This evidence was received after a side-bar offer, against the objection of the attorney for Summers (N.T. 631-633). In the colloquy it was developed that Pearl Dickins was the sister of Williams and daughter of Cleveland. The prosecuting attorney said that she was "an eyewitness to the shooting" (N.T. 632). There was no evidence to support this statement; that she would not be called as a prosecution witness, but was "available" (N.T. 633).
The court permitted the officer's testimony to be received in evidence. During the trial, Judge Guarino made this comment: (N.T. 633):
THE COURT: I rule, one, even if it is not a res gestae statement, that it is an exception to the hearsay rule because it goes to the identity of the perpetrator and I rule that Pennsylvania law is not to the effect that she has to testify or she even has to be available, but afforce, if she is, that makes it even stronger, so I would rule that it is admissible.
Both defendants claim that the admission of this hearsay testimony constituted reversible error. The Commonwealth's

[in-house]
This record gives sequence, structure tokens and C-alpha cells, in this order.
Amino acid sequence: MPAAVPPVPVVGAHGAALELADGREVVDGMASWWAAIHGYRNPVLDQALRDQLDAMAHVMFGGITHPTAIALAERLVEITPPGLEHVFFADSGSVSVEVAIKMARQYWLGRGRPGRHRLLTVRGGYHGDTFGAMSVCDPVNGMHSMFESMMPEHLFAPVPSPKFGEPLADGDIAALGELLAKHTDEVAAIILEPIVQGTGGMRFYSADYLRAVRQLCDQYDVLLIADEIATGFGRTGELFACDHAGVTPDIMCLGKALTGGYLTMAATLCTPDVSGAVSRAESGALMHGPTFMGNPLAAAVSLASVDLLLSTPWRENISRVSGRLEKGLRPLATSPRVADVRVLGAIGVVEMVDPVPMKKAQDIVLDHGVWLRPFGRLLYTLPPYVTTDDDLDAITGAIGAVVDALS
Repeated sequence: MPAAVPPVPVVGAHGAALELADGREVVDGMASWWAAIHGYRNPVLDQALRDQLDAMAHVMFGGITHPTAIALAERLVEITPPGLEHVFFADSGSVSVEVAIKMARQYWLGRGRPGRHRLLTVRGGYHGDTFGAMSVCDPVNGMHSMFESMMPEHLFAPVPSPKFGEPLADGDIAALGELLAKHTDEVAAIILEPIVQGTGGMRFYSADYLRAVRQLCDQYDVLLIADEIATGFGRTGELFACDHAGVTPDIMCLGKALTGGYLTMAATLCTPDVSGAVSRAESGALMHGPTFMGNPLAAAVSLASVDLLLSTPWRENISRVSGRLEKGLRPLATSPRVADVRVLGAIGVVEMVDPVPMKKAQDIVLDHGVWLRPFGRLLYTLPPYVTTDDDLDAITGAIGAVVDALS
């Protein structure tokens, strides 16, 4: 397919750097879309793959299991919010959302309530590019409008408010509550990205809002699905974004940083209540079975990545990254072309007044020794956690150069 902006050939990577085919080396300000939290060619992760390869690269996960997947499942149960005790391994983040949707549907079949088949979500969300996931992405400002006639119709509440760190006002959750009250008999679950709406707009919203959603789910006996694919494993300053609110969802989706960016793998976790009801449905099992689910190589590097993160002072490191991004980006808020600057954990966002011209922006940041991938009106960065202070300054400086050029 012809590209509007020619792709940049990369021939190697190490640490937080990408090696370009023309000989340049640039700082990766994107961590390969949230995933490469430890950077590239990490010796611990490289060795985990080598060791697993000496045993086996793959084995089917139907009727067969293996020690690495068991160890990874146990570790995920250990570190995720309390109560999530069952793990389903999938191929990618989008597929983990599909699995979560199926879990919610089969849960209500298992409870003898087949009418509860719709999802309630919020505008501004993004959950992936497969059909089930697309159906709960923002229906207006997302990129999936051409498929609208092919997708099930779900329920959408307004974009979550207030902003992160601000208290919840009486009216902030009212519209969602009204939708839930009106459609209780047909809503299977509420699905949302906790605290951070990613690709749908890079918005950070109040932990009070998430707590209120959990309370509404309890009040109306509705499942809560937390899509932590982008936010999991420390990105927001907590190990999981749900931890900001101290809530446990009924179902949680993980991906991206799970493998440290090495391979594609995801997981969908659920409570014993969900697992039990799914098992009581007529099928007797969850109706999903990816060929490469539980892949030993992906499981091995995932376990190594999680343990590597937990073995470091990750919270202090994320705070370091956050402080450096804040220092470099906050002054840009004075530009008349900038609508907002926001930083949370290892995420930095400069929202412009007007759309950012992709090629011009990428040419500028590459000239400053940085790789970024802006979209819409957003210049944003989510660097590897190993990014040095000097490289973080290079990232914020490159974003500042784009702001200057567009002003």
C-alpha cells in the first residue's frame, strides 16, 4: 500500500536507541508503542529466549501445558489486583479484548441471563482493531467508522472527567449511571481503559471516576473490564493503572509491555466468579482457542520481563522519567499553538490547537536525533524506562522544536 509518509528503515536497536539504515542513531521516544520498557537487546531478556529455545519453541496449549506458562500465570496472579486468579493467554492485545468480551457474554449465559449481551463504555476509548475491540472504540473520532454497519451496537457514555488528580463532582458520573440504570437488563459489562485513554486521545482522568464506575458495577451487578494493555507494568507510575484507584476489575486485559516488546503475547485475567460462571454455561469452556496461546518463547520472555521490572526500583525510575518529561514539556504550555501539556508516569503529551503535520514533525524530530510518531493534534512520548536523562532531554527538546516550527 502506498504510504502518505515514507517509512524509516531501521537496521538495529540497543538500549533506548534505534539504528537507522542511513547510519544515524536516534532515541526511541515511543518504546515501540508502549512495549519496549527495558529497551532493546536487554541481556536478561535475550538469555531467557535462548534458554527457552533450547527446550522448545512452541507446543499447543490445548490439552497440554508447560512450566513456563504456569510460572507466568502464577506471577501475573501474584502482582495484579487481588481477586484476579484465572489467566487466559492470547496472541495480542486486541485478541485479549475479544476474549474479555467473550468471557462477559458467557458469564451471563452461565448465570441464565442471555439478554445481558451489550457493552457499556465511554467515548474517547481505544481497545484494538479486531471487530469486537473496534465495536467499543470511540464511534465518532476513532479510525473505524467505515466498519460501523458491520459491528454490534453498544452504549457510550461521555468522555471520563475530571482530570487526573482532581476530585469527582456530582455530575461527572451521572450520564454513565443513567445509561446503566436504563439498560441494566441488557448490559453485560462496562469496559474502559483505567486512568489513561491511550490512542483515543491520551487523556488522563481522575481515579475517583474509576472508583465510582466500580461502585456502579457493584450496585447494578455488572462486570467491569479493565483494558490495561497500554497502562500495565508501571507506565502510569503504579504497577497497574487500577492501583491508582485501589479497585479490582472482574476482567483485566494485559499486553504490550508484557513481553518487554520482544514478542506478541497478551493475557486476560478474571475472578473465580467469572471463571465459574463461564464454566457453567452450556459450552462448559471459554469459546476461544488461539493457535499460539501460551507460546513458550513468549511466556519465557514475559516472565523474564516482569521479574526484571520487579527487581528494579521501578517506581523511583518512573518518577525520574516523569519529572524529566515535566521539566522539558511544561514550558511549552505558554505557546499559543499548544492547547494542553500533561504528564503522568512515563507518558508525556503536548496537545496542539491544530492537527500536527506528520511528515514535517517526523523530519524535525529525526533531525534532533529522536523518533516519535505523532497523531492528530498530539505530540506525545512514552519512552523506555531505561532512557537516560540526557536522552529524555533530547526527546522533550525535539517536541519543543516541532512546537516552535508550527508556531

[ 269 Pa. Super. Page 441]
Brief argues that the testimony was admissible as "res gestae", and that in any event the admission of the testimony was "harmless error" (Brief, page 8).
In his opinion, filed after the appeals, Judge Guarino stated (page 15):
(c) I overruled defendants' objection to Officer McQuillan's testimony that one Pearl Dickins said to him that 'Baker shot her brother'. While this was on out-of-court declaration of another, it had all the earmarks of being an integral part of the criminal incident itself. A spontaneous utterance stimulated by the excitement of a stressful event, and made before the reflective powers of the declarant are free of the emotional stress caused by the event, are admissible into evidence. Commonwealth v. Edwards, 431 Pa. 44, 244 A.2d 683 (1966); Commonwealth v. Noble, 371 Pa. 138, 88 A.2d 760 (1952).
Ms. Dickins' spontaneous statement to the police on their arrival on the criminal scenario was just as much a circumstance of that incident as her bleeding brother. The fact that the evidence was verbal and that police heard it rather than saw it does not make it hearsay. But if hearsay, it was nonetheless admissible by way of the res gestae exception. Commonwealth v. Edwards, supra; Commonwealth v. Noble, supra.
We do not believe that either the Noble case supra, or Edwards supports the court's ruling.
In Edwards the declarant was the victim of a shot in the buttocks and made his initial declaration at the scene of the crime while suffering from the attack upon him.